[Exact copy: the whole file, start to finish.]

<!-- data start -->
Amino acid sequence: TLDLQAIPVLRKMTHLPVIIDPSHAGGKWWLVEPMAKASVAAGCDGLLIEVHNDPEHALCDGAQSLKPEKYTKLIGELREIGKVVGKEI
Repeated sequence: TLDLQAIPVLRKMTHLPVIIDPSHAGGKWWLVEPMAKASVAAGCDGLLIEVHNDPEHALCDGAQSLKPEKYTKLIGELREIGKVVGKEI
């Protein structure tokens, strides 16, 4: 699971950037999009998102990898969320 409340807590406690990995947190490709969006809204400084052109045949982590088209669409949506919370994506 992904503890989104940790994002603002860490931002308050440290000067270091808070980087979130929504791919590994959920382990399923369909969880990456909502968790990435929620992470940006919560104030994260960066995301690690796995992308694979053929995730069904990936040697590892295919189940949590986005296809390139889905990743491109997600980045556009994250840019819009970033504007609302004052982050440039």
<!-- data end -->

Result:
Amino acid sequence: TLDLQAIPVLRKMTHLPVIIDPSHAGGKWWLVEPMAKASVAAGCDGLLIEVHNDPEHALCDGAQSLKPEKYTKLIGELREIGKVVGKEI
Repeated sequence: TLDLQAIPVLRKMTHLPVIIDPSHAGGKWWLVEPMAKASVAAGCDGLLIEVHNDPEHALCDGAQSLKPEKYTKLIGELREIGKVVGKEI
């Protein structure tokens, strides 16, 4: 699971950037999009998102990898969320 409340807590406690990995947190490709969006809204400084052109045949982590088209669409949506919370994506 992904503890989104940790994002603002860490931002308050440290000067270091808070980087979130929504791919590994959920382990399923369909969880990456909502968790990435929620992470940006919560104030994260960066995301690690796995992308694979053929995730069904990936040697590892295919189940949590986005296809390139889905990743491109997600980045556009994250840019819009970033504007609302004052982050440039």